Bacterial vaginosis

Also known as non-specific vaginosis or gardnerella vaginitis

Bacterial vaginosis is an infection in a woman's vagina caused by an overgrowth of bacteria.

Just like on our skin, it is normal to have bacteria within the vagina. However, with bacterial vaginosis, the 'normal or good' bacteria are taken over by other bacteria. This change in balance results in the symptoms some women experience.

Who is at risk?

It is not completely understood why some women develop bacterial vaginosis and others don't. It is more common:  

  • in women with more than one sexual partner
  • when women change sexual partner
  • in women who have sex with other women.

It is also possible that the problem bacteria can be transmitted on fingers or sex toys.

Symptoms

Some women have no symptoms and bacterial vaginosis is found during examination for something else such as a cervical smear test. Other times women notice an abnormal vaginal discharge or an unusual odour which may be worse after unprotected sex.

Diagnosis

Diagnosis is usually made following a medical examination (a discharge or odour is noticed) or by taking a vaginal swab test. Another clue can be a change in the normal acidity of the vaginal fluid to become more alkaline.

In some sexual health clinics, the team can look under the microscope to see what bacteria are present on the swab. Most other clinics send the swab off to the community laboratory to be processed. Results are normally available in two to three working days.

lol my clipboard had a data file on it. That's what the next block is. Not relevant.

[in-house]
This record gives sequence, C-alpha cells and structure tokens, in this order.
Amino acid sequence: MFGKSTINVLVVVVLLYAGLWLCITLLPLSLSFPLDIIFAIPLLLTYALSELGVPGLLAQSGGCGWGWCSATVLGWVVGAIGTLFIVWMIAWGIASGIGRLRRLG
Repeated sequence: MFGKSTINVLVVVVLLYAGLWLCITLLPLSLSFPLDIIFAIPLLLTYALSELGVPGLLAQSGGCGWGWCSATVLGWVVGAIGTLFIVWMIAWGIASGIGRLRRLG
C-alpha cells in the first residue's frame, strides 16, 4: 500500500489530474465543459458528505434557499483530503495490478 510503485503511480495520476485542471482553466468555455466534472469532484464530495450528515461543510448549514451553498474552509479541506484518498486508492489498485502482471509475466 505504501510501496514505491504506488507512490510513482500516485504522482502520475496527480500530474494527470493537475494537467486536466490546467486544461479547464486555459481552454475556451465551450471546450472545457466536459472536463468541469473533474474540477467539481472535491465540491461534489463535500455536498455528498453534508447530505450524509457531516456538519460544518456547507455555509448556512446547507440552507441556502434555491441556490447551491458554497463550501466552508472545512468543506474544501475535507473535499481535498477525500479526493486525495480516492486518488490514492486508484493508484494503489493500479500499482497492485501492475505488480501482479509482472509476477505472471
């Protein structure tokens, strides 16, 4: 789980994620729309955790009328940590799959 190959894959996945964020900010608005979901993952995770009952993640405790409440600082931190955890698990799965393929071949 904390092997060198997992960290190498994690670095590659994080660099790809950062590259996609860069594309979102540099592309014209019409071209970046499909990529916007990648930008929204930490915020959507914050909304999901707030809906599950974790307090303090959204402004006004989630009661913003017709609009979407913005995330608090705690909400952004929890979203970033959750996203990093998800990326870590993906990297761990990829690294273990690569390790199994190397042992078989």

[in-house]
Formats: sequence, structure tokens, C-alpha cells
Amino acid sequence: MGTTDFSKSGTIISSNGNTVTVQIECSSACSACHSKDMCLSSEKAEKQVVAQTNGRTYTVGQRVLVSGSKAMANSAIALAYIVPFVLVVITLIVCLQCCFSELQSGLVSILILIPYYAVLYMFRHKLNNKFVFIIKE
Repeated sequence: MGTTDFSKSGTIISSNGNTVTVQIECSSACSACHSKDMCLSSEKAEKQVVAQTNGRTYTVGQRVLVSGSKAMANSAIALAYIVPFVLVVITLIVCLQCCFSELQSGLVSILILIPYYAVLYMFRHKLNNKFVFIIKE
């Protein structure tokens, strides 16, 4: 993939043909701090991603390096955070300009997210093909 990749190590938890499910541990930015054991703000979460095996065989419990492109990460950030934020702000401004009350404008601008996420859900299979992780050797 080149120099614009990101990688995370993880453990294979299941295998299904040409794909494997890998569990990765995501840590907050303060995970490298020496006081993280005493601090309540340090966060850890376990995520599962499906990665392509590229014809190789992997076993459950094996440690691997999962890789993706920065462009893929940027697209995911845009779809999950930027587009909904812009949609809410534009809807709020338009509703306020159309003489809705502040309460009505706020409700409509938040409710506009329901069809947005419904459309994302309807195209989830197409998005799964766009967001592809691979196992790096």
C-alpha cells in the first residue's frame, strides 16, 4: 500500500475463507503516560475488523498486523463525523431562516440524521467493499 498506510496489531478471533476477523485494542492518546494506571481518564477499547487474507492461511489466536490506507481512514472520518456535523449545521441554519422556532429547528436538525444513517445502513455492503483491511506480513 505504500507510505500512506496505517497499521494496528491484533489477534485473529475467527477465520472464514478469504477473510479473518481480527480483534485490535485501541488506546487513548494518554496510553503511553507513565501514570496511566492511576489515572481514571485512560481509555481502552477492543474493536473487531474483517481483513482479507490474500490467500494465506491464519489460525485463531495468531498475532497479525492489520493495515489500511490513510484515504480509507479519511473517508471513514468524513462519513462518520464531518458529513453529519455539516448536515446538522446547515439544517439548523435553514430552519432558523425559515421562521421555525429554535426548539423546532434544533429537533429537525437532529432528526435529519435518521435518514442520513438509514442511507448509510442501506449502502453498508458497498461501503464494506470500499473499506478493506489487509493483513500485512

If you do have bacterial vaginosis, ask if you can have a full sexual health check as it is common to have chlamydia or other sexually transmitted infections at the same time.

Treatment

Treatment for bacterial vaginosis varies depending on several factors. If a woman does not have any symptoms, in most cases no treatment is needed. However, if a woman is about to have a gynaecological procedure (such as insertion of an intrauterine device or termination of pregnancy) where the risk of infection spreading to the womb (uterus) is higher, then any bacterial vaginosis infection should be treated first.

Standard treatment for bacterial vaginosis is a seven-day course of metronidazole tablets. Metronidazole is an antibiotic and is best taken with meals to reduce possible side effects such as nausea or upset stomach. It is also important NOT to drink alcohol while taking metronidazole, otherwise people can suffer severe hangover effects.

Alternative treatments include vaginal creams or other antibiotics, but these may not work as well.

Does my partner need to be treated?

Treating the male partner of an infected woman does not seem to prevent recurrences so is NOT routinely recommended.

Can bacterial vaginosis recur?

Yes, bacterial vaginosis can recur, sometimes within a few weeks. If this happens, see your nurse or doctor for further treatment. This may include a longer course of antibiotics and checking for any other infections.

To prevent bacterial vaginosis recurring you could consider temporarily avoiding sexual contact or, if you have sex with a new partner, making sure he uses a condom.

Learn more

Bacterial vaginosis factsheet Auckland Sexual Health Service (NZ)
Vaginal discharges Family Planning (NZ)
A "how to guide" for a sexual health check-up Best Practice Journal (NZ), April 2013

Credits: Adapted from content provided by Auckland Sexual Health Service. Latest update by Health Navigator NZ, June 2015.